HGCAs five-yearly review will ask if it is needed at all

5 September 1997

HGCAs five-yearly review will ask if it is needed at all

By Shelley Wright

THE announcement of the five-yearly review of the Home-Grown Cereals Authority has failed to generate much excitement.

Both the NFU and trade representative body UKASTA said that, in general, their members were quite satisfied with the HGCAs remit, performance and levy rates.

And Tony Williams, HGCA chief executive, said he would be most surprised if the review revealed anything other than that the authority was in line with what the industry wanted from it.

The review was announced by junior farm minister Lord Donoughue in emotive terms. He said: "I can assure you it will be a thorough review which will start by asking whether there is a continued need for the authority at all."

Mr Williams said some had taken that to mean that radical change was required. That was not the case. All reviews of non-departmental public bodies, such as the HGCA, used the principle "lets just make sure there is a need to carry on" as their starting point.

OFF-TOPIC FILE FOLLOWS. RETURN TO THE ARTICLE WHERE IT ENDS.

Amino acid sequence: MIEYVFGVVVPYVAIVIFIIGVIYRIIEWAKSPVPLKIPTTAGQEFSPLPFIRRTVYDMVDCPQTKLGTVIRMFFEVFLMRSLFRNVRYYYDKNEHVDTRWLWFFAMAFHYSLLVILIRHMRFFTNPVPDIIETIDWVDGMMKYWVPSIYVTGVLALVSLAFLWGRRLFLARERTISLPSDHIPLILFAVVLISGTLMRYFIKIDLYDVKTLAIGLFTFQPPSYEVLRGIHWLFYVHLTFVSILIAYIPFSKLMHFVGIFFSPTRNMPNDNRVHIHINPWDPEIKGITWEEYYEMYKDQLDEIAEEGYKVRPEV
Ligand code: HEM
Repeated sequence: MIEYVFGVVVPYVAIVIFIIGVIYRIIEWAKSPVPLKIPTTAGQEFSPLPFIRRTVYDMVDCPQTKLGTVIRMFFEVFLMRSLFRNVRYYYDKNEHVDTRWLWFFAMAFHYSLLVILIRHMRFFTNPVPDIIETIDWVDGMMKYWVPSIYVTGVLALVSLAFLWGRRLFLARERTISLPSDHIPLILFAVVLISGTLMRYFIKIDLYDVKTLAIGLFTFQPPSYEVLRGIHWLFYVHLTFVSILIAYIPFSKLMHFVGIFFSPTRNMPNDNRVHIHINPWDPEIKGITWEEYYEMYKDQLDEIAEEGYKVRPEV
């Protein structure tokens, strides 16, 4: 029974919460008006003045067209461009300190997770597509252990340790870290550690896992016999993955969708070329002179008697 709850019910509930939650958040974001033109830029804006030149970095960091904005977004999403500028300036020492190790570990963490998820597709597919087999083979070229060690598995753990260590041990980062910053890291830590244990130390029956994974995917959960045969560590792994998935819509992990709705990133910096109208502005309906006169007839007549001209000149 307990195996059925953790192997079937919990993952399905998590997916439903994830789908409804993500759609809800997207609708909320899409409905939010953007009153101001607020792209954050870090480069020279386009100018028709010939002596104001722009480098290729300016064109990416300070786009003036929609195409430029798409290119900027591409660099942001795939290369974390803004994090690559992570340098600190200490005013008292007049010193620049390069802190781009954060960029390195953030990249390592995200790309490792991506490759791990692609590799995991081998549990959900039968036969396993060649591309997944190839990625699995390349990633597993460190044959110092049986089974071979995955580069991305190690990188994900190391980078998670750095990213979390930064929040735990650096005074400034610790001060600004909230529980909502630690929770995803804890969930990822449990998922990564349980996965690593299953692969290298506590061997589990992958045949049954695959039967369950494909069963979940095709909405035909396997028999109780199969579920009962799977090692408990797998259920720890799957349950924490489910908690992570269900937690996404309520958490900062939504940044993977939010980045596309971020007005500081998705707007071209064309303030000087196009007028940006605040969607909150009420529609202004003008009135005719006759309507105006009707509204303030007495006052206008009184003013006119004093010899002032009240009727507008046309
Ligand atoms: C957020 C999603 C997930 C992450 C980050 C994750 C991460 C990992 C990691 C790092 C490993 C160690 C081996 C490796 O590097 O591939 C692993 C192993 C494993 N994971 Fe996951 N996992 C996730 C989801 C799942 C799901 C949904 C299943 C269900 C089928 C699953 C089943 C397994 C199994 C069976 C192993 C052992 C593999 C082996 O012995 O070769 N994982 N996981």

The HGCA worked extremely closely with farmers and the trade, keeping in touch all the time with what the industry wanted. But Mr Williams welcomed the review as an opportunity for other groups, such as consumer organisations, with which the HGCA did not have regular contact, to put forward their views.

Philip Hudson, NFU oilseeds adviser, said the union had yet to consult all its relevant committees about the review. "But I imagine the vast majority of farmers are satisfied with the HGCAs performance."

Generally very supportive

Jamie Day, UKASTAs cereals spokesman, said he believed members were generally very supportive of the market information service that HGCA provided. But there would be a mixed reaction to the authoritys research and development remit.

"We represent seed merchants and seed breeders. The breeders would probably say that they get value for money from the research, while the merchants response is likely to be that they get little benefit from that work," Mr Daysaid.

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